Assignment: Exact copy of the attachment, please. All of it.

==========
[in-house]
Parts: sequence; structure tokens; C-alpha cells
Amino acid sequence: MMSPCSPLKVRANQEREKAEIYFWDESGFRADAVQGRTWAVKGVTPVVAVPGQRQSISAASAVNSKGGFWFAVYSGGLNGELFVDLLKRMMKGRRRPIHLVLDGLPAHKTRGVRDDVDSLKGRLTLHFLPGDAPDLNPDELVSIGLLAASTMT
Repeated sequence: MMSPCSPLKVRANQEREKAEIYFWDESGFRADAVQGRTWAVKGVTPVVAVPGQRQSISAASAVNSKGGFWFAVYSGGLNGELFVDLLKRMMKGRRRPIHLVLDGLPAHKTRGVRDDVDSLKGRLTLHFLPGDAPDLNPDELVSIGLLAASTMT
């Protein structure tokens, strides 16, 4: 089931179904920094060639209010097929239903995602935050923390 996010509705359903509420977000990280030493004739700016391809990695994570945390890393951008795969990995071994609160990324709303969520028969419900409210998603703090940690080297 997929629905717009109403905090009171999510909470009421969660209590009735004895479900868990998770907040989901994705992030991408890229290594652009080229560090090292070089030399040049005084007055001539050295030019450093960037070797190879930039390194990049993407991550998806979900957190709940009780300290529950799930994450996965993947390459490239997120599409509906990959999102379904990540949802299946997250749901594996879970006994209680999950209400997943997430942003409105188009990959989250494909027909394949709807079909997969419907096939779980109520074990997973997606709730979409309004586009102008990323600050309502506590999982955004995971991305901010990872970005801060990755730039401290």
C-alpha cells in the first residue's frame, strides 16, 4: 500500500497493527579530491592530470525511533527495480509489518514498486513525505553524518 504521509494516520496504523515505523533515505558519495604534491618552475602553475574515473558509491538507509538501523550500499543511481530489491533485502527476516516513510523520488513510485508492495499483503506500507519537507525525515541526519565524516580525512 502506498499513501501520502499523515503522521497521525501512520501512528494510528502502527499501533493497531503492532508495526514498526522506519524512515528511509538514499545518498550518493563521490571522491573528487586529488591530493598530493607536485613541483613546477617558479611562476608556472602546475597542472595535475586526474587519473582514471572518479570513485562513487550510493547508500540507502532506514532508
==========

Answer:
[in-house]
Parts: sequence; structure tokens; C-alpha cells
Amino acid sequence: MMSPCSPLKVRANQEREKAEIYFWDESGFRADAVQGRTWAVKGVTPVVAVPGQRQSISAASAVNSKGGFWFAVYSGGLNGELFVDLLKRMMKGRRRPIHLVLDGLPAHKTRGVRDDVDSLKGRLTLHFLPGDAPDLNPDELVSIGLLAASTMT
Repeated sequence: MMSPCSPLKVRANQEREKAEIYFWDESGFRADAVQGRTWAVKGVTPVVAVPGQRQSISAASAVNSKGGFWFAVYSGGLNGELFVDLLKRMMKGRRRPIHLVLDGLPAHKTRGVRDDVDSLKGRLTLHFLPGDAPDLNPDELVSIGLLAASTMT
């Protein structure tokens, strides 16, 4: 089931179904920094060639209010097929239903995602935050923390 996010509705359903509420977000990280030493004739700016391809990695994570945390890393951008795969990995071994609160990324709303969520028969419900409210998603703090940690080297 997929629905717009109403905090009171999510909470009421969660209590009735004895479900868990998770907040989901994705992030991408890229290594652009080229560090090292070089030399040049005084007055001539050295030019450093960037070797190879930039390194990049993407991550998806979900957190709940009780300290529950799930994450996965993947390459490239997120599409509906990959999102379904990540949802299946997250749901594996879970006994209680999950209400997943997430942003409105188009990959989250494909027909394949709807079909997969419907096939779980109520074990997973997606709730979409309004586009102008990323600050309502506590999982955004995971991305901010990872970005801060990755730039401290």
C-alpha cells in the first residue's frame, strides 16, 4: 500500500497493527579530491592530470525511533527495480509489518514498486513525505553524518 504521509494516520496504523515505523533515505558519495604534491618552475602553475574515473558509491538507509538501523550500499543511481530489491533485502527476516516513510523520488513510485508492495499483503506500507519537507525525515541526519565524516580525512 502506498499513501501520502499523515503522521497521525501512520501512528494510528502502527499501533493497531503492532508495526514498526522506519524512515528511509538514499545518498550518493563521490571522491573528487586529488591530493598530493607536485613541483613546477617558479611562476608556472602546475597542472595535475586526474587519473582514471572518479570513485562513487550510493547508500540507502532506514532508